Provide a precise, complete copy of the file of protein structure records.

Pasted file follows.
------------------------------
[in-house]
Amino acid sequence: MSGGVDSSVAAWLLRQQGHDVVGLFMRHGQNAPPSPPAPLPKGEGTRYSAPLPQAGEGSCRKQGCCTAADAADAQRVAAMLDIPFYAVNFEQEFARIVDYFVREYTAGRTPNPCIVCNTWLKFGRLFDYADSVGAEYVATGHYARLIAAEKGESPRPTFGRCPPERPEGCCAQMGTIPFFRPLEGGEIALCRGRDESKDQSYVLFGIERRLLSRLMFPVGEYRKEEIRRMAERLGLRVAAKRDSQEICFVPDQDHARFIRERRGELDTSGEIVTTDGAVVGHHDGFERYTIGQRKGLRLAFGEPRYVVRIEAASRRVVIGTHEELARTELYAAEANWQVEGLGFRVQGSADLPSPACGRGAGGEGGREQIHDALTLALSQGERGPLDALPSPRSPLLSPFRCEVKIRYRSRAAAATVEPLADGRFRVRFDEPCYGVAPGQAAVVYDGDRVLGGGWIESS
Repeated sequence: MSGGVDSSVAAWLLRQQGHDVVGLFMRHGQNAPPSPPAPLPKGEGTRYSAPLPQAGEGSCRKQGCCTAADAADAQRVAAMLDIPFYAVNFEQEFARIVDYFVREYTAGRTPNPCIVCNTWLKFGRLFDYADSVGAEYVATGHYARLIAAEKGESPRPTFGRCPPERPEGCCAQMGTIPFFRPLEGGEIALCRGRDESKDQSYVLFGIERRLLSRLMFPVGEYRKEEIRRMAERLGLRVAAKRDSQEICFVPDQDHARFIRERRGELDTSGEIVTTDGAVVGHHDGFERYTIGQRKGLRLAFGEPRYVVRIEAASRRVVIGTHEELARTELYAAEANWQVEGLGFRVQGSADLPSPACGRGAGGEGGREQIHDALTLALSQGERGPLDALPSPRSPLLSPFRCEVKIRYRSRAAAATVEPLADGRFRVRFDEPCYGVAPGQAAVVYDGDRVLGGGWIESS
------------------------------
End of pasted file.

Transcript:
[in-house]
Amino acid sequence: MSGGVDSSVAAWLLRQQGHDVVGLFMRHGQNAPPSPPAPLPKGEGTRYSAPLPQAGEGSCRKQGCCTAADAADAQRVAAMLDIPFYAVNFEQEFARIVDYFVREYTAGRTPNPCIVCNTWLKFGRLFDYADSVGAEYVATGHYARLIAAEKGESPRPTFGRCPPERPEGCCAQMGTIPFFRPLEGGEIALCRGRDESKDQSYVLFGIERRLLSRLMFPVGEYRKEEIRRMAERLGLRVAAKRDSQEICFVPDQDHARFIRERRGELDTSGEIVTTDGAVVGHHDGFERYTIGQRKGLRLAFGEPRYVVRIEAASRRVVIGTHEELARTELYAAEANWQVEGLGFRVQGSADLPSPACGRGAGGEGGREQIHDALTLALSQGERGPLDALPSPRSPLLSPFRCEVKIRYRSRAAAATVEPLADGRFRVRFDEPCYGVAPGQAAVVYDGDRVLGGGWIESS
Repeated sequence: MSGGVDSSVAAWLLRQQGHDVVGLFMRHGQNAPPSPPAPLPKGEGTRYSAPLPQAGEGSCRKQGCCTAADAADAQRVAAMLDIPFYAVNFEQEFARIVDYFVREYTAGRTPNPCIVCNTWLKFGRLFDYADSVGAEYVATGHYARLIAAEKGESPRPTFGRCPPERPEGCCAQMGTIPFFRPLEGGEIALCRGRDESKDQSYVLFGIERRLLSRLMFPVGEYRKEEIRRMAERLGLRVAAKRDSQEICFVPDQDHARFIRERRGELDTSGEIVTTDGAVVGHHDGFERYTIGQRKGLRLAFGEPRYVVRIEAASRRVVIGTHEELARTELYAAEANWQVEGLGFRVQGSADLPSPACGRGAGGEGGREQIHDALTLALSQGERGPLDALPSPRSPLLSPFRCEVKIRYRSRAAAATVEPLADGRFRVRFDEPCYGVAPGQAAVVYDGDRVLGGGWIESS